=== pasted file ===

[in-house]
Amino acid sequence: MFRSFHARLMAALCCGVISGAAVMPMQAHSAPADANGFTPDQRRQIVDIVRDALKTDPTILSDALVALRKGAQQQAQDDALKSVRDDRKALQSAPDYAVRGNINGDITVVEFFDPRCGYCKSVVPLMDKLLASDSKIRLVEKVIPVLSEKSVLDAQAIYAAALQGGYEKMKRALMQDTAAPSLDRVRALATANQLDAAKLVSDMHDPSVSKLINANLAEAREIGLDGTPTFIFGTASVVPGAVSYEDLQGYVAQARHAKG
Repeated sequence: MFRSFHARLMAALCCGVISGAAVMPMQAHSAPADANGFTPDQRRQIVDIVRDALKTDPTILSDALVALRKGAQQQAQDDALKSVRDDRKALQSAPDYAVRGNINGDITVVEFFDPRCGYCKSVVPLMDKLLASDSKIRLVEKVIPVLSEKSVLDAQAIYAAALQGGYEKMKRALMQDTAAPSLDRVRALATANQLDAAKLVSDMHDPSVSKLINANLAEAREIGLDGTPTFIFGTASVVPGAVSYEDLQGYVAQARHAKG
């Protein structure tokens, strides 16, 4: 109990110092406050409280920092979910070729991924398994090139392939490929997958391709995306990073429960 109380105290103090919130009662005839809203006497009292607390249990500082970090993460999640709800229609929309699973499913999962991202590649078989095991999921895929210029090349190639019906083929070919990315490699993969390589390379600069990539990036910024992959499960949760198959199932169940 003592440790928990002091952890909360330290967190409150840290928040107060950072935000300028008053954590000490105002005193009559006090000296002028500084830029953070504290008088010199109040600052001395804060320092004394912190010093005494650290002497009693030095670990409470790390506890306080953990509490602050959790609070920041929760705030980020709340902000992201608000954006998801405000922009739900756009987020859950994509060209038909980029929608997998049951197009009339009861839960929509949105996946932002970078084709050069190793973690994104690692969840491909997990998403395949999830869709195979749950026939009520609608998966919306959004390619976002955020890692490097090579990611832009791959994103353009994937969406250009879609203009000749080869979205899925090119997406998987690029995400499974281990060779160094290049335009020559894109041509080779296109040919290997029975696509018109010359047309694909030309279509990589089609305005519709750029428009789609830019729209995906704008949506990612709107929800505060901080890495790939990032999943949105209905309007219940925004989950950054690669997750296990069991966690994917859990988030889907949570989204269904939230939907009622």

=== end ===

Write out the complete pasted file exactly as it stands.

[in-house]
Amino acid sequence: MFRSFHARLMAALCCGVISGAAVMPMQAHSAPADANGFTPDQRRQIVDIVRDALKTDPTILSDALVALRKGAQQQAQDDALKSVRDDRKALQSAPDYAVRGNINGDITVVEFFDPRCGYCKSVVPLMDKLLASDSKIRLVEKVIPVLSEKSVLDAQAIYAAALQGGYEKMKRALMQDTAAPSLDRVRALATANQLDAAKLVSDMHDPSVSKLINANLAEAREIGLDGTPTFIFGTASVVPGAVSYEDLQGYVAQARHAKG
Repeated sequence: MFRSFHARLMAALCCGVISGAAVMPMQAHSAPADANGFTPDQRRQIVDIVRDALKTDPTILSDALVALRKGAQQQAQDDALKSVRDDRKALQSAPDYAVRGNINGDITVVEFFDPRCGYCKSVVPLMDKLLASDSKIRLVEKVIPVLSEKSVLDAQAIYAAALQGGYEKMKRALMQDTAAPSLDRVRALATANQLDAAKLVSDMHDPSVSKLINANLAEAREIGLDGTPTFIFGTASVVPGAVSYEDLQGYVAQARHAKG
């Protein structure tokens, strides 16, 4: 109990110092406050409280920092979910070729991924398994090139392939490929997958391709995306990073429960 109380105290103090919130009662005839809203006497009292607390249990500082970090993460999640709800229609929309699973499913999962991202590649078989095991999921895929210029090349190639019906083929070919990315490699993969390589390379600069990539990036910024992959499960949760198959199932169940 003592440790928990002091952890909360330290967190409150840290928040107060950072935000300028008053954590000490105002005193009559006090000296002028500084830029953070504290008088010199109040600052001395804060320092004394912190010093005494650290002497009693030095670990409470790390506890306080953990509490602050959790609070920041929760705030980020709340902000992201608000954006998801405000922009739900756009987020859950994509060209038909980029929608997998049951197009009339009861839960929509949105996946932002970078084709050069190793973690994104690692969840491909997990998403395949999830869709195979749950026939009520609608998966919306959004390619976002955020890692490097090579990611832009791959994103353009994937969406250009879609203009000749080869979205899925090119997406998987690029995400499974281990060779160094290049335009020559894109041509080779296109040919290997029975696509018109010359047309694909030309279509990589089609305005519709750029428009789609830019729209995906704008949506990612709107929800505060901080890495790939990032999943949105209905309007219940925004989950950054690669997750296990069991966690994917859990988030889907949570989204269904939230939907009622």